WHILE one oil giant had difficulty convincing campaigners it was serious about climate change last week, some appeared concerned that another major might be showing too much enthusiasm for the renewables business.

Royal Dutch Shell bosses featured in a very slick online presentation that was made to accompany the strategy update the Anglo-Dutch firm issued.

In the update, Shell set out what sounded like ambitious targets to become a net zero business in terms of emissions by 2050, which went beyond what some might have expected.

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The emissions targeted include those associated with the production of oil and gas in areas such as the North Sea.

Shell plans to invest heavily in reducing the carbon content of the fuels and lubricants it produces.

It also intends to ramp up its presence in the market to supply low carbon power generated from windfarms and the like to customers.

The company thinks it is being particularly ambitious because its target includes Scope 3 emissions. It notes these include emissions from the oil and gas that others produce and Shell then sells as products to customers.

Shell chief executive Ben van Beurden said meeting the net zero target will involve Shell working hard with companies in the supply chains of hard to decarbonise sectors such as aviation and shipping to find ways of reducing their emissions.

The presentation made clear that a lot of time and effort has gone into thinking through the problem of climate change and how the company should respond.

But Shell came under fire because of something the update lacked: a commitment to stop producing oil and gas.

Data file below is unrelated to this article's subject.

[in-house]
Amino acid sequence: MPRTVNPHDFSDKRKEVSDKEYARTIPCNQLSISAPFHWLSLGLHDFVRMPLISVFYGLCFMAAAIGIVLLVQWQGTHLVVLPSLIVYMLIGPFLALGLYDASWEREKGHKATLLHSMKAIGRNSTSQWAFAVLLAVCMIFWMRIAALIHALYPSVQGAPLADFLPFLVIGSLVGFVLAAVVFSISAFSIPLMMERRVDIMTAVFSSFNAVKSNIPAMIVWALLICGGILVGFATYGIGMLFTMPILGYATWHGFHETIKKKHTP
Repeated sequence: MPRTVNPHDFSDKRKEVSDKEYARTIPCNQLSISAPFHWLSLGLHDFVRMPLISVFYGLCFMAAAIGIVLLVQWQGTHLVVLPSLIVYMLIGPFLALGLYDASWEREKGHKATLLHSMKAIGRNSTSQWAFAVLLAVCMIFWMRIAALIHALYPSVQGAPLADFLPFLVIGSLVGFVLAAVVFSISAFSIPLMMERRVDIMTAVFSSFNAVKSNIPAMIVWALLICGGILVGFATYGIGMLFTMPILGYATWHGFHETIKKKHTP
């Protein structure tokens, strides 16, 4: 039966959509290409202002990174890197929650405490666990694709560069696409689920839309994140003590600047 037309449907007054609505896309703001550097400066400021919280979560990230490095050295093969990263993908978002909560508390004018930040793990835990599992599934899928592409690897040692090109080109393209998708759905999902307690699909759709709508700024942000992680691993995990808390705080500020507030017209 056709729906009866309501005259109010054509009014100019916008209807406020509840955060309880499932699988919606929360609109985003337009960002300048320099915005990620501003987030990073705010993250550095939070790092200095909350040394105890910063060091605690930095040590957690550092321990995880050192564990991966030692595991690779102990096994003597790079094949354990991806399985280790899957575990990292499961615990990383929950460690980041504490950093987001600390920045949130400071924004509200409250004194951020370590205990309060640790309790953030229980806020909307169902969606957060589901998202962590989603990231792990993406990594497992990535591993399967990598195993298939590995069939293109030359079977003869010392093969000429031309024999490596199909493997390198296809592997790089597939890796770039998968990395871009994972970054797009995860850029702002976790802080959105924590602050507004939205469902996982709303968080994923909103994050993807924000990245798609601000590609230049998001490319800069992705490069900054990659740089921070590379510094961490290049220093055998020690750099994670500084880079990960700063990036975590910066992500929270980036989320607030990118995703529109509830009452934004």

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Shell said oil production will decline by up to two per cent annually as other kinds of energy become more important. It sees gas as an important transition fuel that will be required while the required renewables capacity is developed.

The company expects to use the profits it generates from the production of hydrocarbons to help fund investment in support of the energy transition.

Mr van Beurden underlined how important the North Sea business is as a cash generator. It is one of nine core oil and gas areas on which Shell will focus.

READ MORE: Shell boss highlights value of North Sea business as company cuts Aberdeen jobs

Greenpeace was scathing about the update.

“Shell’s grotesque ‘customer first’ strategy seeks to blame customers first for climate change,” said Mel Evans, head of the organisation’s UK oil campaign.

“Meanwhile Shell, the powerful oil major, brazenly says it will dodge oil production cuts and will simply let output dwindle.

“Without commitments to reduce absolute emissions by making actual oil production cuts, this new strategy can’t succeed nor can it be taken seriously. Shell’s plans include a delusional reliance on tree-planting.”

On a call with reporters Mr van Beurden indicated he felt criticism of Shell’s approach was unfair. The company reckons its strategy supports the most ambitious goal of the Paris Agreement on climate change to limit the global temperature rise to 1.5° Celsius.

If oil and gas firms cease production the world will burn much more coal. Some industries could grind to a halt.

Mr van Beurden said it did not make sense to judge Shell on how much it invested in windfarms. It may be wiser for the company to buy the power generated by specialists in such sectors to sell on to its customers.

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Schemes involving things like tree-planting are going to be required to help offset emissions that can’t be eliminated.

One sobering implication of Shell’s analysis is that carbon capture, storage and usage projects will need to be developed at scale and in large numbers around the world if the Paris targets are to be met.

People have been talking excitedly for years about the potential to use depleted North Sea reservoirs to store carbon without any large scale schemes being brought into operation.